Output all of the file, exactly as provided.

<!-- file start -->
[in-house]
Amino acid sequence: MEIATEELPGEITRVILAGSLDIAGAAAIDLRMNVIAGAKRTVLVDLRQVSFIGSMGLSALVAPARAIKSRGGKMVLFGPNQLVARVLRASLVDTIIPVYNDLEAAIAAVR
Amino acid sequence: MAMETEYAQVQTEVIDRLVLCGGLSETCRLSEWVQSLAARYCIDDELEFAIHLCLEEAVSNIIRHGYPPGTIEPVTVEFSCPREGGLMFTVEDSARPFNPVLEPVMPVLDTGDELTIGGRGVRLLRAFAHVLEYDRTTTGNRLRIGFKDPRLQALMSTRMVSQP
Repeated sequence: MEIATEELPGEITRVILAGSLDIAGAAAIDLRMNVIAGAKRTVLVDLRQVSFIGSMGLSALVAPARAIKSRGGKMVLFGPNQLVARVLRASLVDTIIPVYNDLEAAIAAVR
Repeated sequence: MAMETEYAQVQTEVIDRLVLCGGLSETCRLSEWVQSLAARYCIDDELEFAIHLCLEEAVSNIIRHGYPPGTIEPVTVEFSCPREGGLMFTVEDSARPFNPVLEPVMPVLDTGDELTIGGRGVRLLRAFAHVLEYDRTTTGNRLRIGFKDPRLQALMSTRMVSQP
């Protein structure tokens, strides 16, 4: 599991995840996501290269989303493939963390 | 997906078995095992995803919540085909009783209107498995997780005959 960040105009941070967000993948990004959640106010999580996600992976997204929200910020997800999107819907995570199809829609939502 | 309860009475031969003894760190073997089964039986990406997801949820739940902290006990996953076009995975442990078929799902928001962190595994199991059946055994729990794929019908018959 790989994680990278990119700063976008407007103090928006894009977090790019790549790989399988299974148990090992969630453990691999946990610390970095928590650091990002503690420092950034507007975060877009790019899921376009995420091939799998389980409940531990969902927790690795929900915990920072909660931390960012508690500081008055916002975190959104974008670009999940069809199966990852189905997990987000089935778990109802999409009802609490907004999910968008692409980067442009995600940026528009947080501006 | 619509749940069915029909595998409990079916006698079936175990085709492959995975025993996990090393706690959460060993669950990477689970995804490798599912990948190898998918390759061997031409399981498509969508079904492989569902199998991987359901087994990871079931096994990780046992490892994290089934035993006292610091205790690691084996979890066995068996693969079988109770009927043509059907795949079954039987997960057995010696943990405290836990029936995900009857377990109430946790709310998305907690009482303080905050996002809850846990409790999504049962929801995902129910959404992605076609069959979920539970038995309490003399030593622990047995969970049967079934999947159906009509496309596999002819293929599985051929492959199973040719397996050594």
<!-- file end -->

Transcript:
[in-house]
Amino acid sequence: MEIATEELPGEITRVILAGSLDIAGAAAIDLRMNVIAGAKRTVLVDLRQVSFIGSMGLSALVAPARAIKSRGGKMVLFGPNQLVARVLRASLVDTIIPVYNDLEAAIAAVR
Amino acid sequence: MAMETEYAQVQTEVIDRLVLCGGLSETCRLSEWVQSLAARYCIDDELEFAIHLCLEEAVSNIIRHGYPPGTIEPVTVEFSCPREGGLMFTVEDSARPFNPVLEPVMPVLDTGDELTIGGRGVRLLRAFAHVLEYDRTTTGNRLRIGFKDPRLQALMSTRMVSQP
Repeated sequence: MEIATEELPGEITRVILAGSLDIAGAAAIDLRMNVIAGAKRTVLVDLRQVSFIGSMGLSALVAPARAIKSRGGKMVLFGPNQLVARVLRASLVDTIIPVYNDLEAAIAAVR
Repeated sequence: MAMETEYAQVQTEVIDRLVLCGGLSETCRLSEWVQSLAARYCIDDELEFAIHLCLEEAVSNIIRHGYPPGTIEPVTVEFSCPREGGLMFTVEDSARPFNPVLEPVMPVLDTGDELTIGGRGVRLLRAFAHVLEYDRTTTGNRLRIGFKDPRLQALMSTRMVSQP
């Protein structure tokens, strides 16, 4: 599991995840996501290269989303493939963390 | 997906078995095992995803919540085909009783209107498995997780005959 960040105009941070967000993948990004959640106010999580996600992976997204929200910020997800999107819907995570199809829609939502 | 309860009475031969003894760190073997089964039986990406997801949820739940902290006990996953076009995975442990078929799902928001962190595994199991059946055994729990794929019908018959 790989994680990278990119700063976008407007103090928006894009977090790019790549790989399988299974148990090992969630453990691999946990610390970095928590650091990002503690420092950034507007975060877009790019899921376009995420091939799998389980409940531990969902927790690795929900915990920072909660931390960012508690500081008055916002975190959104974008670009999940069809199966990852189905997990987000089935778990109802999409009802609490907004999910968008692409980067442009995600940026528009947080501006 | 619509749940069915029909595998409990079916006698079936175990085709492959995975025993996990090393706690959460060993669950990477689970995804490798599912990948190898998918390759061997031409399981498509969508079904492989569902199998991987359901087994990871079931096994990780046992490892994290089934035993006292610091205790690691084996979890066995068996693969079988109770009927043509059907795949079954039987997960057995010696943990405290836990029936995900009857377990109430946790709310998305907690009482303080905050996002809850846990409790999504049962929801995902129910959404992605076609069959979920539970038995309490003399030593622990047995969970049967079934999947159906009509496309596999002819293929599985051929492959199973040719397996050594």